Sat 24th Birding outing to Seabrook Bridge and Couturie Forest in City Park 8 am sponsored by the Crescent City Bird Club. This birding event is the first of ten scheduled through fall and early winter. All events are on Saturdays with most outings half day in the greater New Orleans area. (The quickest way to learn how to identify birds is to go with knowledgeable birders. They can both identify the birds but more important will explain what field marks they used for an id.)
Sat 24th Public Lands Day – no fee to enter a national park.
Sun 25th LOOP’s (Louisiana Outdoor Outreach Program) City Challenge Course Day at City Park The public will have an opportunity to be on three rope courses that include eight high elements. Two afternoon sessions for individuals are scheduled to be facilitated by LOOP’s instructors.
Thu 6th Monthly meeting of the Louisiana Hiking Club in Baton Rouge. Their calendar lists monthly meetings, second Saturday hikes, paddles, bike rides and Audubon birding events.
Fri 7th Wings and Wine at the Wild Bird Center of Covington – a fundraiser for the NorthLake Nature Center near Mandeville. $25 per person. The nature center has a calendar of all sorts of outdoor activities — Nature strolls, bike rides and more – much more.
Sun 9th Paddling for Preservation – a fund raiser for the Louisiana Land Trust for Louisiana (LTL). This is LTL’s fifth annual paddling outing but on a “new” river. This year’s outing will be on the Bogue Falaya in Covington. The trip fee is $40 per paddler which includes the canoe and paddling accessories. During and after the outing, there will be discussion of the goals of the LTL program and National Park Service’s Three Rivers Blueway Program of Covington. To sign up and pay on line go to this link on Canoe and Trail Adventure page.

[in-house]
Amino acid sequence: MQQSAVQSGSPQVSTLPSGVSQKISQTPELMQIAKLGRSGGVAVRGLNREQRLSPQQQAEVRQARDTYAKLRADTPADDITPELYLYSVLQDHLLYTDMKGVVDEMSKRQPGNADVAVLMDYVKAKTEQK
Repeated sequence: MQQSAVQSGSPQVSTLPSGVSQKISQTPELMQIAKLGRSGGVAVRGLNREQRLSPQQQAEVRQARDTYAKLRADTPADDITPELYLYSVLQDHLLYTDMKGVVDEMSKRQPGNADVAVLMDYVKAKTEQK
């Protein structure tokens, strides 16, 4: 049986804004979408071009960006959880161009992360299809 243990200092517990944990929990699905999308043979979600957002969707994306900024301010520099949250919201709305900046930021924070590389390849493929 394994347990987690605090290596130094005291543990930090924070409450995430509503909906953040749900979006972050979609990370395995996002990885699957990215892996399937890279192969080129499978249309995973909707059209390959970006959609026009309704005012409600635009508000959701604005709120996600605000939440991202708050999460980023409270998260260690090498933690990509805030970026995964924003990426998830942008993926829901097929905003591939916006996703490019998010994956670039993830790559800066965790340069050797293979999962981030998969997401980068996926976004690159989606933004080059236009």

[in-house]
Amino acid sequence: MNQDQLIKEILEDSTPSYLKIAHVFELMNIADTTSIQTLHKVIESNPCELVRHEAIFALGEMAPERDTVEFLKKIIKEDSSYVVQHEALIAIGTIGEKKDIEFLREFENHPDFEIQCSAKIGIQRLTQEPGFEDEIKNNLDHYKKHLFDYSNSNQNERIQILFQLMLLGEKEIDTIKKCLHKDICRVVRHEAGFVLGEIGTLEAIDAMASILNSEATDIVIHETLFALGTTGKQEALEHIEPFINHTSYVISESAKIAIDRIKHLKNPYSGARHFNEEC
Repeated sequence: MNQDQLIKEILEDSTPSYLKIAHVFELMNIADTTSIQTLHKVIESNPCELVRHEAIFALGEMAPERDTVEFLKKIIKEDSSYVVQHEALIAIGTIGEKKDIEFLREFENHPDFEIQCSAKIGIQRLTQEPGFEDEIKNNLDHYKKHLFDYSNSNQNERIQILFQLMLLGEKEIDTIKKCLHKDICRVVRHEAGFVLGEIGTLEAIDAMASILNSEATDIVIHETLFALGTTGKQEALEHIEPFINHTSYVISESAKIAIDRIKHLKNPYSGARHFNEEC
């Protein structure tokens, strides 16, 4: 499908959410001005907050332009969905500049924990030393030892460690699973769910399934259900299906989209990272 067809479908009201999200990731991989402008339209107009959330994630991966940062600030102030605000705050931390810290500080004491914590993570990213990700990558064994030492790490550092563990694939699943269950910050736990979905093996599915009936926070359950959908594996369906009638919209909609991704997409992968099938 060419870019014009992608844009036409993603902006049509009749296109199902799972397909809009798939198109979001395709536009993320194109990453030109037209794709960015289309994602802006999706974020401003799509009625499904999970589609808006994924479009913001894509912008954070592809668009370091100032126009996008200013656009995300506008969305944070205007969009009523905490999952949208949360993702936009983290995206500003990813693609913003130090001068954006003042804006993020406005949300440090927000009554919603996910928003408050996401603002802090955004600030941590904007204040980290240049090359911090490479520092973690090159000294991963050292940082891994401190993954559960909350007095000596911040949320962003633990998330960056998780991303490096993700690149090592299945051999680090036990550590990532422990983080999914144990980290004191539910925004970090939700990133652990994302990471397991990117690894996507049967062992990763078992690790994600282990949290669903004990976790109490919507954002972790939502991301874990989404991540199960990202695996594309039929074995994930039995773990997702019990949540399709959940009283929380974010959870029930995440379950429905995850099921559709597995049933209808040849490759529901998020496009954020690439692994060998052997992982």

Sun 9th Sierra Club, Orleans Chapter monthly meeting at Audubon Zoo. Social time at 6:30 pm with program at 7 pm.
Fri 14, Sat 15th and Sun 16th Paddle Fest sponsored by the Bayou Haystackers Paddling Club at Fontainebleau State Park. A weekend to paddle, learn new skills, meet new people and enjoy the outdoors.
Sat 15th Wild Things (Open House by the US Fish and Wildlife Service) in Lacombe. Now in its 19th year, Wild Things is among the largest U.S. Fish and Wildlife Service outreach events nationwide. Held at the headquarters in Lacombe, Louisiana, this family event includes the Youth Wildlife Art Competition, photography, canoe and pontoon boat tours, wildflower walks, over 40 guest exhibitors, live animals, hayride, casting pond, kids activity tent, bird house building, food, and live music. Admission, parking, tours and music are all FREE.
Sat 15th Moonlight Paddle into the Cane Bayou/Big Branch Marsh Refuge near Mandeville Usually in the fall, there are more blooms in the marshes than at any other season of the year. If the water in the refuge is up, our flotilla can range out into the open ponds of the refuge enroute to Lake Pontchartrain. The moon will be the Hunter’s Moon – the most famed moon of the year with symbolism for many cultures throughout the world. On the return from the lake, our paddlers will be asked to quietly paddle back under the light of the full moon so that the sounds and the sights of the nighttime wetlands can be fully appreciated.
Tue 8th Election Day
Fri 11th Veterans Day – no fee to enter a national park.
Sat 12th Moonlight Paddle into the Manchac Wetlands northwest of New Orleans. In the fall season, bald cypress take on an orange/brown color plus tallows and maples may have red and orange tints to their leaves. All of this seasonal foliage makes for the most colorful time of the year in these nearby wetlands. Meeting time will be an early 3 pm because daylight savings will have ended a week earlier.